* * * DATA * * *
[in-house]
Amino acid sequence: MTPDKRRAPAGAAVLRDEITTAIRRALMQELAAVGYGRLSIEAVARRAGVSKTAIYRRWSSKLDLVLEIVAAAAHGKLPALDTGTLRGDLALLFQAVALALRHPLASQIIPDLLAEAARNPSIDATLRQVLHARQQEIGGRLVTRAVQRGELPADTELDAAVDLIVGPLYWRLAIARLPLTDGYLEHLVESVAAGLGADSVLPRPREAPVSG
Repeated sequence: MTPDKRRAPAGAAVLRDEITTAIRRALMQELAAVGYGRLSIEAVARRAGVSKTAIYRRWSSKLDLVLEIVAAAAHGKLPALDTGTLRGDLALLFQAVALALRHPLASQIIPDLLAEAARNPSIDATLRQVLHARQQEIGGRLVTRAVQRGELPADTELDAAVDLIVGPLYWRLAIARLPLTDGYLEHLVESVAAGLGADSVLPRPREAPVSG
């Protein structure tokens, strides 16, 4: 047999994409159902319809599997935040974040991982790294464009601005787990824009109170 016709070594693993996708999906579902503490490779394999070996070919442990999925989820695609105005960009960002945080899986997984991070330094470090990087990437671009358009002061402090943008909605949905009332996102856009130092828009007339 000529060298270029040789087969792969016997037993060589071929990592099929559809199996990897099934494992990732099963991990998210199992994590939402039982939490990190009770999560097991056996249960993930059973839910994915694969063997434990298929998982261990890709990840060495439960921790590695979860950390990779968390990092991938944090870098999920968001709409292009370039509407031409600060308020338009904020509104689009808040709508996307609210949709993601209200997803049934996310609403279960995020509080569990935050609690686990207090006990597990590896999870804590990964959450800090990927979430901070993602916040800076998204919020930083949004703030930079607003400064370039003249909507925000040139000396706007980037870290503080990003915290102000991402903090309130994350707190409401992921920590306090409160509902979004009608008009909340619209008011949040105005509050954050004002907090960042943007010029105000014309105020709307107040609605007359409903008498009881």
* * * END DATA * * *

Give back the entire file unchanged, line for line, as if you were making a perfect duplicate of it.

[in-house]
Amino acid sequence: MTPDKRRAPAGAAVLRDEITTAIRRALMQELAAVGYGRLSIEAVARRAGVSKTAIYRRWSSKLDLVLEIVAAAAHGKLPALDTGTLRGDLALLFQAVALALRHPLASQIIPDLLAEAARNPSIDATLRQVLHARQQEIGGRLVTRAVQRGELPADTELDAAVDLIVGPLYWRLAIARLPLTDGYLEHLVESVAAGLGADSVLPRPREAPVSG
Repeated sequence: MTPDKRRAPAGAAVLRDEITTAIRRALMQELAAVGYGRLSIEAVARRAGVSKTAIYRRWSSKLDLVLEIVAAAAHGKLPALDTGTLRGDLALLFQAVALALRHPLASQIIPDLLAEAARNPSIDATLRQVLHARQQEIGGRLVTRAVQRGELPADTELDAAVDLIVGPLYWRLAIARLPLTDGYLEHLVESVAAGLGADSVLPRPREAPVSG
């Protein structure tokens, strides 16, 4: 047999994409159902319809599997935040974040991982790294464009601005787990824009109170 016709070594693993996708999906579902503490490779394999070996070919442990999925989820695609105005960009960002945080899986997984991070330094470090990087990437671009358009002061402090943008909605949905009332996102856009130092828009007339 000529060298270029040789087969792969016997037993060589071929990592099929559809199996990897099934494992990732099963991990998210199992994590939402039982939490990190009770999560097991056996249960993930059973839910994915694969063997434990298929998982261990890709990840060495439960921790590695979860950390990779968390990092991938944090870098999920968001709409292009370039509407031409600060308020338009904020509104689009808040709508996307609210949709993601209200997803049934996310609403279960995020509080569990935050609690686990207090006990597990590896999870804590990964959450800090990927979430901070993602916040800076998204919020930083949004703030930079607003400064370039003249909507925000040139000396706007980037870290503080990003915290102000991402903090309130994350707190409401992921920590306090409160509902979004009608008009909340619209008011949040105005509050954050004002907090960042943007010029105000014309105020709307107040609605007359409903008498009881």